For years, the main advertiser objection to buying radio and audio has been their messaging needs to be marketed to consumers using sight, sound, and motion (IE: TV/video). Another complaint: audio, often consumed in the background without a visual or clickable component, is more of an upper funnel channel and not as effective in driving lower funnel conversions. Now, more and more research is debunking these misperceptions and helping convince marketers that audio shouldn’t take a backseat to visual channels.
“Over the past several years, there's been some great research, as well as technological advancements, that help prove that these objections aren't true,” says Graham Langosch, VP, National Audio Practice at ad agency holding company Publicis Media Exchange. “We've seen recent studies over the past year that show that audio delivers results on par, or better, than other media types across the entire funnel in driving awareness and consideration, as well as some of those lower funnel conversion metrics.”
While radio execs may sometimes feel they’re alone in evangelizing the medium to holdout brands, Langosch and other audio specialists at the agency level have become kindred souls in efforts to reduce the massive disconnect between the amount of consumer time spent with audio (31% according to WARC) and the share of ad dollars it receives (9%).
Langosch has been focusing on audio for the past nine years, starting at Spark Foundry, before moving to Publicis. He’s not the only agency exec working to show clients how audio can help them meet their business objectives. Diana Anderson, Senior VP and Group Director, National Audio and Local Digital Activation at Carat USA; and Lauren Russo, Executive VP and Managing Partner, Innovation & Performance Audio at Horizon Media, among others, have been waving the audio flag for years.
In a webinar tied to Advertising Week, Langosch said a big part of what he does is educating Publicis clients about the available research and measurement capabilities to grow their audio investment.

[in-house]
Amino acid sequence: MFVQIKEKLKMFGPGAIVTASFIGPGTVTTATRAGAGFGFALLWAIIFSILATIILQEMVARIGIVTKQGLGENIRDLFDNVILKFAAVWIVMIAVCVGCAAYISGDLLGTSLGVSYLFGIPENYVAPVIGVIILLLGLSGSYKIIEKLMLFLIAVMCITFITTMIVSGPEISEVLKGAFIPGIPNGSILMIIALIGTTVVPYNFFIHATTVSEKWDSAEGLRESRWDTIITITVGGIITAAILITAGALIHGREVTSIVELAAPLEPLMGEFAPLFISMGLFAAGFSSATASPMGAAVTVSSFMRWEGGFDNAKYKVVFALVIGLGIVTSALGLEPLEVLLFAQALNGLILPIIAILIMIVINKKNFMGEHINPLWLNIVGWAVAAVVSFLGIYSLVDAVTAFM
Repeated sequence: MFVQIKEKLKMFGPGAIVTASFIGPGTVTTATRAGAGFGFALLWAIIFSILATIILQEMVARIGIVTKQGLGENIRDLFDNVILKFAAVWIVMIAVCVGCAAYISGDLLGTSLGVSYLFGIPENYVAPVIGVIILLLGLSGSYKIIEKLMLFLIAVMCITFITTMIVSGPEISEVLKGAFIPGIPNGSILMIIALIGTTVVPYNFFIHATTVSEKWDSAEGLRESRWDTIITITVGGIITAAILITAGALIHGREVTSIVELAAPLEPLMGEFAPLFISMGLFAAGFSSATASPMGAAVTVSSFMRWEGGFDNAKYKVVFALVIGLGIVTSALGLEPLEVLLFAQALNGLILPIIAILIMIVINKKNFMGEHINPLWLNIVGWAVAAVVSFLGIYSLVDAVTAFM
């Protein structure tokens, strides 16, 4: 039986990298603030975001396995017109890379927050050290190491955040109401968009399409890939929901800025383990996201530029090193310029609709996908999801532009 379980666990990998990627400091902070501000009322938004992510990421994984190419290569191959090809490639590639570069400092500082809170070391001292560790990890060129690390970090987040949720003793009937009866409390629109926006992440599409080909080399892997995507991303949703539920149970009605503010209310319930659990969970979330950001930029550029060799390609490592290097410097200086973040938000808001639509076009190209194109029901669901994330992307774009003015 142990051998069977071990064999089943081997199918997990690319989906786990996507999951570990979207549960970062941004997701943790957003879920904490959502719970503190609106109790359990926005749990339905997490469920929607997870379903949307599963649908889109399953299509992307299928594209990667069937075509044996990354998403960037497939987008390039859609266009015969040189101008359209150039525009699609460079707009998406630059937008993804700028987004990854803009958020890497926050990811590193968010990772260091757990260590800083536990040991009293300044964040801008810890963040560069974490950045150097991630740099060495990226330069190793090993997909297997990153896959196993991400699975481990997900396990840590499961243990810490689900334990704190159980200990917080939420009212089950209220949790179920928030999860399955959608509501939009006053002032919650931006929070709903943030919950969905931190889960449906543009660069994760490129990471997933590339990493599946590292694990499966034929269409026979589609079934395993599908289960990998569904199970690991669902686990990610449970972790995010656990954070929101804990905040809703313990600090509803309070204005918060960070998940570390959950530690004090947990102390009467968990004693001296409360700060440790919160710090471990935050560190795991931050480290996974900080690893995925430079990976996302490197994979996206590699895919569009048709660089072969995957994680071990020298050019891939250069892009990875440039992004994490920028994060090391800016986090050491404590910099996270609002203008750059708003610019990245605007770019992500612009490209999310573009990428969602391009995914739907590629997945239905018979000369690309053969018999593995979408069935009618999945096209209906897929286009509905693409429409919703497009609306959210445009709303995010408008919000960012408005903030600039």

Among research conducted around audio lately are the three unique studies media agency network dentsu and Lumen Research did to measure various audio formats and environments. The headline: audio performs better than video in grabbing people’s attention and generating brand recall. Separately, a Neustar analysis showed a slight shift of ad dollars to optimize audio brings significant returns across various categories: a 1.2% shift of media investment to audio would increase brands’ return on audio ad spend by as much as 23%. And the results of seven brand-tracking studies conducted among adults 18+ with health insurance over the past four years by Signal Hill Insights, commissioned by Cumulus Media/Westwood One, suggest that AM/FM radio can do a better job reaching users of pharmaceuticals than TV.
These and other studies are helping audio experts at the agencies educate their internal teams and clients about how effectively audio can reach audiences to drive business results up and down the purchase funnel.
“Audio in general is primarily being consumed when listeners are either unable or choosing to disconnect from their screens,” Langosch said during the webinar “3 Reasons Audio Is Your Biggest Opportunity,” presented by SXM Media, the ad sales arm of SiriusXM. “It’s an engaged and attentive medium, when listeners are tuned in and focusing on what they're listening to. And with that, I think audio should emerge as a primary consideration for advertisers to help deliver their message.”
Also helping make the case for more audio investment is the addressability enabled by digital audio. With Edison Research showing streaming audio and podcasting growing year after year, digital audio can now deliver scale with less market fragmentation. And as the streaming wars make the video landscape more crowded and consumers gravitate toward subscription-based channels that are off limits to advertisers, streaming audio offers multiple ad-supported options for delivering messages to intended audiences, Langosch said.
Along with advocacy coming from agencies, the big audio companies are also doing their part to educate and squash misconceptions about the medium.
“As the capabilities and the tools that marketers want from digital forms of media continue to get better – targeting capabilities, brand safety, brand suitability, counting metrics, etc. – you're going to see more investment continue to flow into the audio space and specifically into the podcasting area, continuing to draft off the success of streaming,” said Steve Kritzman, Senior VP, Sales, SXM Media.